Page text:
Alternatively, you can opt for the other end of the spectrum by going through the whole courtship process of developing a conversation, learning about her, requesting contact information, establishing future meetings, further bonding and conversation, etc. and you’ll drastically increase your chances of converting. However, this requires an investment of time and effort on your part. Furthermore, you risk not even converting after investing the time, energy, and effort to court the target of your romantic desires.
The same concept is applied to composing and sending link request emails. You could amass a basic, straightforward email template that simply asks for a link, and send it to hundreds or even thousands of sites. The risk is “high” in that your email will more than likely find its way into another user’s trash or spam folder. Yet, you might get a “high reward” and get a few links out of it.
You could then of course spend a lot of time evaluating the site, reading through articles and older blog posts, learning about the history of the site, and then compose a lengthy email request for a link. The result could very well be the same: your email lands in someone else’s trash folder.
Your goal should be to find a balance somewhere in between the two extremes. You cannot be too direct because you’ll more than likely find rejection. Yet, you don’t want to expend too much time and energy into a single request because you could also find rejection. Despite what any link builder will tell you, it is still a numbers game. However, like many attractive women, if it’s a quality site, then they’ve been approached by a lot of other link builders requesting links. You want to make the most efficient use of email request while targeting as many sites as possible.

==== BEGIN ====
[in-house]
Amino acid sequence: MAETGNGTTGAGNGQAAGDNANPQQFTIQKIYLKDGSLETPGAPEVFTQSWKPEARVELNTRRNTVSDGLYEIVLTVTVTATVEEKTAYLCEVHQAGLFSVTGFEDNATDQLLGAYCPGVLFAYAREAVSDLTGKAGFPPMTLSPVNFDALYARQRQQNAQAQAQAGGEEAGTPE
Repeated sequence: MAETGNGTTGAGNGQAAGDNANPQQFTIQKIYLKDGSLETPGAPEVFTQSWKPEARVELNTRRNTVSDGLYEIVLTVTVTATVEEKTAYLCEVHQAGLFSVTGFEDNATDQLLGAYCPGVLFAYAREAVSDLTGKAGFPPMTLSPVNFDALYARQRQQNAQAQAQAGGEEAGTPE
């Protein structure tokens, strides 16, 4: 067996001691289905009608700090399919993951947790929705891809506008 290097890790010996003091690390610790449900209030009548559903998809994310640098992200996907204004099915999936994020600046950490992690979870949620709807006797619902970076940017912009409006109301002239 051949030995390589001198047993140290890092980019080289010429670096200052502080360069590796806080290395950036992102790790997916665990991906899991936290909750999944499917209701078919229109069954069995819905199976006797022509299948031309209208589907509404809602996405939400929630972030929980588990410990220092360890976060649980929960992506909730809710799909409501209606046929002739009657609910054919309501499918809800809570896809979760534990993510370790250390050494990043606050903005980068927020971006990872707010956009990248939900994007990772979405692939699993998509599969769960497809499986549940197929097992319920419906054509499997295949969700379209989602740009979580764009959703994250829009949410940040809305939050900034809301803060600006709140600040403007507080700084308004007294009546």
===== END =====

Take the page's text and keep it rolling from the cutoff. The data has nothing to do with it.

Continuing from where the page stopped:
A healthy balance for writing and sending link request emails follows this model:
1.) Evaluate the Site – Before you write your link request email, figure out what type of site you’re contacting. Is it a directory that accepts site submissions and listings? If so, then you don’t need to spend too much time in composing the email. A simple, straightforward email containing the information they require is all that’s necessary, assuming there isn’t a form for you to submit readily available. Contrarily, if you’re looking to contact a blogger, you’re going to want to make the email more personal before directly asking for the link.
2.) Identify the Decision Maker – This is an extremely critical step in composing the link request email. First and foremost, you must identify the decision maker in enlisting your ultimate request of placing a link. Sometimes it might be the webmaster, editor, lead editor, site owner, marketing director, or other stakeholder.
If it’s a webmaster that maintains the site content, then it is more than likely his or her job to merely maintain the site’s content. In that case, there’s no need to send them a lengthy or personal email. Simply get to the point and make your request.
However, if it’s an editor, you’re going to need to apply a personal touch. Editors typically are somewhere in between merely maintaining site content and actually having passion for the site they manage. So only a slight personal touch would be necessary.